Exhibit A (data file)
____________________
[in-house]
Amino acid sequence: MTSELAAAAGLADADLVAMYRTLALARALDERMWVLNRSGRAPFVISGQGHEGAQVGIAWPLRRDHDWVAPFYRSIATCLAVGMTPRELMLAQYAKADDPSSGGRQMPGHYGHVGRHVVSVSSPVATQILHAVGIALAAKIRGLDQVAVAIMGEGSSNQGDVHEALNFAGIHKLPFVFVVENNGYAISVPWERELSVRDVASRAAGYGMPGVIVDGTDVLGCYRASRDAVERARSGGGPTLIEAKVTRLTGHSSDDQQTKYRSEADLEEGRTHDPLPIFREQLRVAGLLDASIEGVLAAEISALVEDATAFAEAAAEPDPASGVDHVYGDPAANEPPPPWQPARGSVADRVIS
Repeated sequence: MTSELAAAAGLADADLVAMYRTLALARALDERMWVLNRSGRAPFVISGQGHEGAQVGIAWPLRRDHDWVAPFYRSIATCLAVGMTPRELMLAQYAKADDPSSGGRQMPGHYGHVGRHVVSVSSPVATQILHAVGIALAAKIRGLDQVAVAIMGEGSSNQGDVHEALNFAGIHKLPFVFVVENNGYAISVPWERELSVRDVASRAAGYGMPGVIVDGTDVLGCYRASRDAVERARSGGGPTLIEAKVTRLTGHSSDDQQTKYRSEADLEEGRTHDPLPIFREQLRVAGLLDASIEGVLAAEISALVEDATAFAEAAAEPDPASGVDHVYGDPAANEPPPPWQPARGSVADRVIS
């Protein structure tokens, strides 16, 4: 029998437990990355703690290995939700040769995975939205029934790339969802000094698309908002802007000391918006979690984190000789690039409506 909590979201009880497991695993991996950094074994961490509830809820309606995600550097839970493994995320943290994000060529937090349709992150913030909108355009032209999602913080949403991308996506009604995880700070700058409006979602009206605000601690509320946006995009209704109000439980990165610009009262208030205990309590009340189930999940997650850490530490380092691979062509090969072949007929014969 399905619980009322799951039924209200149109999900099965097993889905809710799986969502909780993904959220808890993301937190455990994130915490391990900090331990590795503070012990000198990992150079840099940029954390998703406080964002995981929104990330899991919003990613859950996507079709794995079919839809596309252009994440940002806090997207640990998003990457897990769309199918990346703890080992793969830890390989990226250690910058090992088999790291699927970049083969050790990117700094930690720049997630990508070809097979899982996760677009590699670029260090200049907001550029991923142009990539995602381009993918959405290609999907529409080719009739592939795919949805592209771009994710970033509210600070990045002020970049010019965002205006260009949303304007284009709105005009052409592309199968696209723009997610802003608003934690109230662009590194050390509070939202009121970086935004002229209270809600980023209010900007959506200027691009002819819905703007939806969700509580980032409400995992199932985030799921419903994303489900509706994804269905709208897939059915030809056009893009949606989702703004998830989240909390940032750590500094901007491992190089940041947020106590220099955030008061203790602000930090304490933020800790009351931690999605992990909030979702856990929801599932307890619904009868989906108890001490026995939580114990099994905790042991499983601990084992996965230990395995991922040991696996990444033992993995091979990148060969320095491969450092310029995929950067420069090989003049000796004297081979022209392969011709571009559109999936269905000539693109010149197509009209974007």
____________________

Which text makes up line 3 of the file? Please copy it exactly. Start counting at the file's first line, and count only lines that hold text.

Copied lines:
Repeated sequence: MTSELAAAAGLADADLVAMYRTLALARALDERMWVLNRSGRAPFVISGQGHEGAQVGIAWPLRRDHDWVAPFYRSIATCLAVGMTPRELMLAQYAKADDPSSGGRQMPGHYGHVGRHVVSVSSPVATQILHAVGIALAAKIRGLDQVAVAIMGEGSSNQGDVHEALNFAGIHKLPFVFVVENNGYAISVPWERELSVRDVASRAAGYGMPGVIVDGTDVLGCYRASRDAVERARSGGGPTLIEAKVTRLTGHSSDDQQTKYRSEADLEEGRTHDPLPIFREQLRVAGLLDASIEGVLAAEISALVEDATAFAEAAAEPDPASGVDHVYGDPAANEPPPPWQPARGSVADRVIS